In cyberspace no one can hear you scream.

The perpetrator and the victim are familiar roles in any bullying scenario but a lot less attention is paid to the bystander.

Yet, statistically, your teenage son or daughter is much more likely to have the “walk on” part of bystander, particularly when the bullying is carried out in cyberspace. They may think they are doing nothing when they glance at hurtful comments aimed at somebody else tumbling in on a news feed on a social media page, but they are involved.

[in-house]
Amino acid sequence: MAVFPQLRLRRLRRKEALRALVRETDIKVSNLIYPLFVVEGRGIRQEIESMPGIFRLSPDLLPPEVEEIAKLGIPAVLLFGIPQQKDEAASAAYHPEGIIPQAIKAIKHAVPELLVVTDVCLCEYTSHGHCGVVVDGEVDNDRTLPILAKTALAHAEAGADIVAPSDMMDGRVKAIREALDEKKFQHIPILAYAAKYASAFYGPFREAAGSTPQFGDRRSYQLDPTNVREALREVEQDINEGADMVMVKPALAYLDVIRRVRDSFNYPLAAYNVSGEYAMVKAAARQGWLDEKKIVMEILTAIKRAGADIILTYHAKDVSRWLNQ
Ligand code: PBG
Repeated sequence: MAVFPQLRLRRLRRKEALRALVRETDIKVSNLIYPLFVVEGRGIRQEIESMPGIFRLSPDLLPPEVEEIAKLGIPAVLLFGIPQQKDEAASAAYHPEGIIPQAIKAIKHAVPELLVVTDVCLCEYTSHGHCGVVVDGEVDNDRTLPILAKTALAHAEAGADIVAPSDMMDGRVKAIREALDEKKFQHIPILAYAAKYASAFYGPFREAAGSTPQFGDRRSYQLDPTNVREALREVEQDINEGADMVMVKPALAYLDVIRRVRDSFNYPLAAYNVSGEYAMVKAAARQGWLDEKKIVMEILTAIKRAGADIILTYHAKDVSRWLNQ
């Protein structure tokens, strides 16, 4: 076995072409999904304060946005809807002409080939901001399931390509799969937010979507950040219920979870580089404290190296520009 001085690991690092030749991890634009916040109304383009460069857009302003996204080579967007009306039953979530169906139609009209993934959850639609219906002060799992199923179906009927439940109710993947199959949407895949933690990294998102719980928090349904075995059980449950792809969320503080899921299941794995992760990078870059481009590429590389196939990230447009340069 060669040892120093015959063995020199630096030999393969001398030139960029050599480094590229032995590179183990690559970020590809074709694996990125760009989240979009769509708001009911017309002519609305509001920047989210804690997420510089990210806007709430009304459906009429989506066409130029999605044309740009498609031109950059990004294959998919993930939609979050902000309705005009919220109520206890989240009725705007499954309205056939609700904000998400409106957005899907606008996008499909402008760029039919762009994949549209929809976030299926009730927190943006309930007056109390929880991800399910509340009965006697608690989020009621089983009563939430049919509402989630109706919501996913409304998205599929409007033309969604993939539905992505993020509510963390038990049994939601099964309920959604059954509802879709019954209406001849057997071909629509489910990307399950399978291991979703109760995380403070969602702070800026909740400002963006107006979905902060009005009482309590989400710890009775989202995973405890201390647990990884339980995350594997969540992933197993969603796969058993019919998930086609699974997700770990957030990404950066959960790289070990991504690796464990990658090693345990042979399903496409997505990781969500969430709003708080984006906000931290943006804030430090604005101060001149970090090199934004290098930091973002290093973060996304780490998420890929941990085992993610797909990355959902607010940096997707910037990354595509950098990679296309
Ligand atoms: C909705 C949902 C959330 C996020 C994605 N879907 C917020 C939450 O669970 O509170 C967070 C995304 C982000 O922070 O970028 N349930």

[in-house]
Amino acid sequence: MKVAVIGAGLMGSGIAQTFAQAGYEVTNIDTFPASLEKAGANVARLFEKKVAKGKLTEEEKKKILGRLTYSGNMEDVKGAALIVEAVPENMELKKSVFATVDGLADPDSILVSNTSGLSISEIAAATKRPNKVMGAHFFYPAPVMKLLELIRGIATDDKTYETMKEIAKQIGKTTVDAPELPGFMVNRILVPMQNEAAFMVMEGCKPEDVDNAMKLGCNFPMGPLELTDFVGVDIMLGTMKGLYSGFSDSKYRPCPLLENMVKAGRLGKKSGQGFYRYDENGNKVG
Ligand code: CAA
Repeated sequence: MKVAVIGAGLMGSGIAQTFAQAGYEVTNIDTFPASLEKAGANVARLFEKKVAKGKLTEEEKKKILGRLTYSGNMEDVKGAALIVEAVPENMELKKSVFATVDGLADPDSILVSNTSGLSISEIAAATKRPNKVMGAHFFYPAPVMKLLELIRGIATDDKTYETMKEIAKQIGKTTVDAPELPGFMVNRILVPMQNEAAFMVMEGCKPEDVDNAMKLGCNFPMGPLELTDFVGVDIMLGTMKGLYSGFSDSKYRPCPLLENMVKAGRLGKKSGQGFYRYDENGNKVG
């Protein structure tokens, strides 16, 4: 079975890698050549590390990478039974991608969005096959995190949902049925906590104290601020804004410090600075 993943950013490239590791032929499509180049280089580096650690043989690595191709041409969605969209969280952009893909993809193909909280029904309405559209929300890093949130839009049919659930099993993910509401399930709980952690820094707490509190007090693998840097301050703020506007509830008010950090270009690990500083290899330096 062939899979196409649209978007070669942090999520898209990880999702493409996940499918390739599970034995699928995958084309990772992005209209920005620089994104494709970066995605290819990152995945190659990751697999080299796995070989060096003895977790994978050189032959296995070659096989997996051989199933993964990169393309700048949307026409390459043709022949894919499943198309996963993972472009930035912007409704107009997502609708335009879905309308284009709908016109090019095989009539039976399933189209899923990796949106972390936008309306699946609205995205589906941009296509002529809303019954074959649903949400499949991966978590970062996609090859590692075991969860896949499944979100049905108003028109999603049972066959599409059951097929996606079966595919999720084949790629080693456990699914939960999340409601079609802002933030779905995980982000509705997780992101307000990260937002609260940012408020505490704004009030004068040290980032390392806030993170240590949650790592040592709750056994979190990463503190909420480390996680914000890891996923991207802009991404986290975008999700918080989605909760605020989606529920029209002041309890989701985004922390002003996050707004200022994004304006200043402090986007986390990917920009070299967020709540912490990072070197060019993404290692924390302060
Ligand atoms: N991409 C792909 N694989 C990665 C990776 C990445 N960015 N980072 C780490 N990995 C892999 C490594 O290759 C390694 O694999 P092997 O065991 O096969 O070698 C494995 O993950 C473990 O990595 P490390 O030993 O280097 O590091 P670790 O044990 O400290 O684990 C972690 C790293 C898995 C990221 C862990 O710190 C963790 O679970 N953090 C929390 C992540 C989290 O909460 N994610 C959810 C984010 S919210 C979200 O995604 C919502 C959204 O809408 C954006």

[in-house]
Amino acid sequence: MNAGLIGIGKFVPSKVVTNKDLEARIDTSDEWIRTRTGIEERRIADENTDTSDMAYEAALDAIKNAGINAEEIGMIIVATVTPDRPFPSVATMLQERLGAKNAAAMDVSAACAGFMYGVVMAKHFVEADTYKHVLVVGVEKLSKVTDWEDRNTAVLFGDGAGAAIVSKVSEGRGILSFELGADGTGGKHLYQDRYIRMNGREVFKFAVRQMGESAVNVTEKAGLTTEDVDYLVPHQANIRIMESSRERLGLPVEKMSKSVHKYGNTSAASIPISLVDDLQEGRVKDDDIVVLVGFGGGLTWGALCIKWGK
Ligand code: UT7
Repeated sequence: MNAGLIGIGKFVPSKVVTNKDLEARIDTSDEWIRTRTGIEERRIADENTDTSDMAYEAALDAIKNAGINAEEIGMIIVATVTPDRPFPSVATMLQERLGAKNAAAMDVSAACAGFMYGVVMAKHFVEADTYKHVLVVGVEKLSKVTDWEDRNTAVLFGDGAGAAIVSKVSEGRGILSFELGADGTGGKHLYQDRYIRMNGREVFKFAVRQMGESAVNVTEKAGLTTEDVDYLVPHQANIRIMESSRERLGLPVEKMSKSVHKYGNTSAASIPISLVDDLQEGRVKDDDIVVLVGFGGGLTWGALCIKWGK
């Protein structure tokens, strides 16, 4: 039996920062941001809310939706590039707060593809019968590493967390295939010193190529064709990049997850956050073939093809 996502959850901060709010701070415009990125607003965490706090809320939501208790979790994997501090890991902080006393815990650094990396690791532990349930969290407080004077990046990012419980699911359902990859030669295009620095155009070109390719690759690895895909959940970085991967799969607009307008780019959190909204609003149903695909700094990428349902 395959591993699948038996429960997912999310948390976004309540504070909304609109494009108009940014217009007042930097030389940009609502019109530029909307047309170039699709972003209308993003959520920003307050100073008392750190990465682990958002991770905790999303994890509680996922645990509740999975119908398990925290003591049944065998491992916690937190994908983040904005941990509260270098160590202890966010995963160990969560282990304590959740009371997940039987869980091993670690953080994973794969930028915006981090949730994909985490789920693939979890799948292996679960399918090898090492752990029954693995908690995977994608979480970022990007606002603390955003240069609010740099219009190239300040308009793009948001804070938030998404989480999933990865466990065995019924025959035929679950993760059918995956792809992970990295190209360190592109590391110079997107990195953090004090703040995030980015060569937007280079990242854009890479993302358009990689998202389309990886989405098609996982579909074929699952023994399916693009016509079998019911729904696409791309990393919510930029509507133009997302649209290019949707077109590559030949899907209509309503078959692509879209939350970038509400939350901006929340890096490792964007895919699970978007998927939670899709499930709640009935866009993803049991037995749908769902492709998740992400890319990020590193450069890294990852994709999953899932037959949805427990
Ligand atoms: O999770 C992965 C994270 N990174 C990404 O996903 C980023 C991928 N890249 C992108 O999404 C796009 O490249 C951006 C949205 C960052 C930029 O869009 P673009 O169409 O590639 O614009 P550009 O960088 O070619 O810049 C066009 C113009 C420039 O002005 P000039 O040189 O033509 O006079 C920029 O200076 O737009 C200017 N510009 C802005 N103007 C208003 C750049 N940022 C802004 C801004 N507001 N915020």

There are grades of bystanders, says clinical psychologist Sarah O’Doherty, which range from being actively involved and encouraging the bullying – “you may not be the person who instigated it but as soon as it starts up you jump in and start adding at the same volume” – right down the scale to somebody who is just watching and doing nothing.

“You are never neutral if you are a witness to bullying,” she explains. “You have a choice to either do something or not do something – either way you are making a decision about it.”…